International pay-TV broadcaster Sky has launched Sky Kids, a new app specifically designed to allow your little ones to watch their favourite TV shows on an Android device. There's a caveat, though - it seems to be only available for tablets. Nonetheless, Sky says if you're a Sky TV customer with Sky+ Family, Variety, or Sky Q, this app is available free of charge.
The app will let users set up profiles, much like Netflix does, so each child in the family can watch their own shows. These profiles can be age-restricted, which means a 3-year-old wouldn't be able to watch a show designed for a 7-year-old. Read More
BSkyB is more than happy to offer TV shows, movies, and sports to people living in the United Kingdom and Ireland who are willing to pay. Now the company has bundled Chromecast support into the latest version of its mobile apps. This way customers can take the content they were used to watching on their TVs before switching over to phones or tablets and put it right back on their TVs.
This whole process may sound unnecessary, but there's something to be said for said ignoring the bulkiness of a cable box to deal with the convenience of an app that supplies shows on demand. Chromecast support lets users who have been drawn away to their mobile devices return that content right back to the largest screen in the house where it feels most at home. Read More
Last week we reported that British Sky Broadcasting Group's Google Play apps and Twitter account had been compromised by the Syrian Electronic Army, a fringe group of hackers and digital vandals in support of the current Syrian government. After the hack was discovered, Sky's apps published under the BSkyB label were removed from the Play Store. Sky reports that the app descriptions were defaced, but the apps files (APKs) themselves were never replaced. Sky now has control of its Twitter account, and has sent out a message saying all its Android apps have returned.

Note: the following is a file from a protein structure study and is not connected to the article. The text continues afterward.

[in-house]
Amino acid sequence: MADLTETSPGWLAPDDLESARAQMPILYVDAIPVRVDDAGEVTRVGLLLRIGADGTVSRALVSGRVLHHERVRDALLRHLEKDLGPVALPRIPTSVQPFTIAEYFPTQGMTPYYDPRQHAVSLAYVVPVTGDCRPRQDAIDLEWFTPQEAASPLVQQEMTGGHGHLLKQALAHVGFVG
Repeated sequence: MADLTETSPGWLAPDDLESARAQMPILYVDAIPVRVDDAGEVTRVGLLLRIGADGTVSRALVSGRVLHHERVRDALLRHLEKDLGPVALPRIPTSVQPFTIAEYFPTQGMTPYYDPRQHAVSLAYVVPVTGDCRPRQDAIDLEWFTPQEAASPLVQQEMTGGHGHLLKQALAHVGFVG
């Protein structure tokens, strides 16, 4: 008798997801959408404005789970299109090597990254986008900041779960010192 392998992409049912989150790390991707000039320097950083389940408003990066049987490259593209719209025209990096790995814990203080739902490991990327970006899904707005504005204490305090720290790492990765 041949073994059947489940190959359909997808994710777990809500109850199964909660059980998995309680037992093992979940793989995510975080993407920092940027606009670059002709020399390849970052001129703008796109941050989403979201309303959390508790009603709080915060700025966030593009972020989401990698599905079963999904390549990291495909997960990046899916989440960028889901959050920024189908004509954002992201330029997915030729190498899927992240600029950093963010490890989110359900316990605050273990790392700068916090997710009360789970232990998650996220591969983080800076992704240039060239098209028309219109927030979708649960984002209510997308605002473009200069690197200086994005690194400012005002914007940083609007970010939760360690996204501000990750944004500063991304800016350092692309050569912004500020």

That includes digital streaming service Sky Go, movie rental and purchase service Sky Movies, sports news app Sky Sports TV, and programming guide/manager Sky+. Read More
Syrian Electronic Army, a hacking group responsible for several visible attacks in the last few weeks, has evidently taken control of BSkyB's Sky apps in the Play Store, replacing the promo headers with SEA's logo, and the app descriptions with "Syrian Electronic Army Was Here."
In a tweet earlier, BSkyB's Twitter account (which we now know was also compromised) warned its users to uninstall all Sky apps, as they "were hacked and replaced." Indeed, BSkyB's apk files were replaced by the hacking group.
Syrian Electronic Army, the group behind the infiltration, is also responsible for attacks on the Washington Post, Al Jazeera, Human Rights Watch, Financial Times, the Onion and many others (including Twitter accounts belonging to ITV and BBC Weather), and are "enemies of Anonymous," according to an interview reported on Vice. Read More